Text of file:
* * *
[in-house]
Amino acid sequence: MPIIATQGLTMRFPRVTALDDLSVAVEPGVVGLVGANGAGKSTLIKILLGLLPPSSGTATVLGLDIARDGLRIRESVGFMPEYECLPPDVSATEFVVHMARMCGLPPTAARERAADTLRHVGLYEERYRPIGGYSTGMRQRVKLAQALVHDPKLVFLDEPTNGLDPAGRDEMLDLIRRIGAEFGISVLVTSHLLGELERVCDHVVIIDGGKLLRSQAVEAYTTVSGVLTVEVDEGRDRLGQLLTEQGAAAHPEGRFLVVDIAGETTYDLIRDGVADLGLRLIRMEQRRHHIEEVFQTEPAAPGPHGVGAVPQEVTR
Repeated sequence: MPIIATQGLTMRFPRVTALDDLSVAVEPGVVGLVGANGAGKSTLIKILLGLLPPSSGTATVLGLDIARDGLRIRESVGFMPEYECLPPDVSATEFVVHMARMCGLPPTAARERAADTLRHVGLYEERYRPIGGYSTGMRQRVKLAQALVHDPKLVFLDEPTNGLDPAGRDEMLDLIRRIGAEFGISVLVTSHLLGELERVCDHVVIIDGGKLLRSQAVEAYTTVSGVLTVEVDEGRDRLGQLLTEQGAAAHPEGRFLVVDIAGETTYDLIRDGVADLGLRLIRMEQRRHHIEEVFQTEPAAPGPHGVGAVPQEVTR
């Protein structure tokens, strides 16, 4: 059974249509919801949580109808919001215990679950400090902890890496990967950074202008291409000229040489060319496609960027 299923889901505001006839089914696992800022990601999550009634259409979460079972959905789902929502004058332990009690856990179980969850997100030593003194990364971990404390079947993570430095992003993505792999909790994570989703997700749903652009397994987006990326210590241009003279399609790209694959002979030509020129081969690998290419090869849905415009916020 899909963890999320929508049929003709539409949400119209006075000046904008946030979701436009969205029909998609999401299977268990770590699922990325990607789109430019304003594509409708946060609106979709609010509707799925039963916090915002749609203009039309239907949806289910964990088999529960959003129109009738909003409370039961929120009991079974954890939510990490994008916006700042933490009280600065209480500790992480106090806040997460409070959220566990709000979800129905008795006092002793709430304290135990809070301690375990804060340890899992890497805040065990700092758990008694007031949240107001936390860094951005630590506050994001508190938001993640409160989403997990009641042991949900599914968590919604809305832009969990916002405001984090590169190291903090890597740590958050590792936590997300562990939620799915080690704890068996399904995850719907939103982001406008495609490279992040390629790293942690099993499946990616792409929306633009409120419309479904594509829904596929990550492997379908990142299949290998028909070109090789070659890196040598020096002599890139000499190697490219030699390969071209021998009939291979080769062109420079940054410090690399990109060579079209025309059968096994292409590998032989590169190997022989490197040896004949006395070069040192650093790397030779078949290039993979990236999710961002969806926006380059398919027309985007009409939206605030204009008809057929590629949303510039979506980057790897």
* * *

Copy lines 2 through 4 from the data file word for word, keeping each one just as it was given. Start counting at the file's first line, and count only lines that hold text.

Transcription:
Amino acid sequence: MPIIATQGLTMRFPRVTALDDLSVAVEPGVVGLVGANGAGKSTLIKILLGLLPPSSGTATVLGLDIARDGLRIRESVGFMPEYECLPPDVSATEFVVHMARMCGLPPTAARERAADTLRHVGLYEERYRPIGGYSTGMRQRVKLAQALVHDPKLVFLDEPTNGLDPAGRDEMLDLIRRIGAEFGISVLVTSHLLGELERVCDHVVIIDGGKLLRSQAVEAYTTVSGVLTVEVDEGRDRLGQLLTEQGAAAHPEGRFLVVDIAGETTYDLIRDGVADLGLRLIRMEQRRHHIEEVFQTEPAAPGPHGVGAVPQEVTR
Repeated sequence: MPIIATQGLTMRFPRVTALDDLSVAVEPGVVGLVGANGAGKSTLIKILLGLLPPSSGTATVLGLDIARDGLRIRESVGFMPEYECLPPDVSATEFVVHMARMCGLPPTAARERAADTLRHVGLYEERYRPIGGYSTGMRQRVKLAQALVHDPKLVFLDEPTNGLDPAGRDEMLDLIRRIGAEFGISVLVTSHLLGELERVCDHVVIIDGGKLLRSQAVEAYTTVSGVLTVEVDEGRDRLGQLLTEQGAAAHPEGRFLVVDIAGETTYDLIRDGVADLGLRLIRMEQRRHHIEEVFQTEPAAPGPHGVGAVPQEVTR
């Protein structure tokens, strides 16, 4: 059974249509919801949580109808919001215990679950400090902890890496990967950074202008291409000229040489060319496609960027 299923889901505001006839089914696992800022990601999550009634259409979460079972959905789902929502004058332990009690856990179980969850997100030593003194990364971990404390079947993570430095992003993505792999909790994570989703997700749903652009397994987006990326210590241009003279399609790209694959002979030509020129081969690998290419090869849905415009916020 899909963890999320929508049929003709539409949400119209006075000046904008946030979701436009969205029909998609999401299977268990770590699922990325990607789109430019304003594509409708946060609106979709609010509707799925039963916090915002749609203009039309239907949806289910964990088999529960959003129109009738909003409370039961929120009991079974954890939510990490994008916006700042933490009280600065209480500790992480106090806040997460409070959220566990709000979800129905008795006092002793709430304290135990809070301690375990804060340890899992890497805040065990700092758990008694007031949240107001936390860094951005630590506050994001508190938001993640409160989403997990009641042991949900599914968590919604809305832009969990916002405001984090590169190291903090890597740590958050590792936590997300562990939620799915080690704890068996399904995850719907939103982001406008495609490279992040390629790293942690099993499946990616792409929306633009409120419309479904594509829904596929990550492997379908990142299949290998028909070109090789070659890196040598020096002599890139000499190697490219030699390969071209021998009939291979080769062109420079940054410090690399990109060579079209025309059968096994292409590998032989590169190997022989490197040896004949006395070069040192650093790397030779078949290039993979990236999710961002969806926006380059398919027309985007009409939206605030204009008809057929590629949303510039979506980057790897």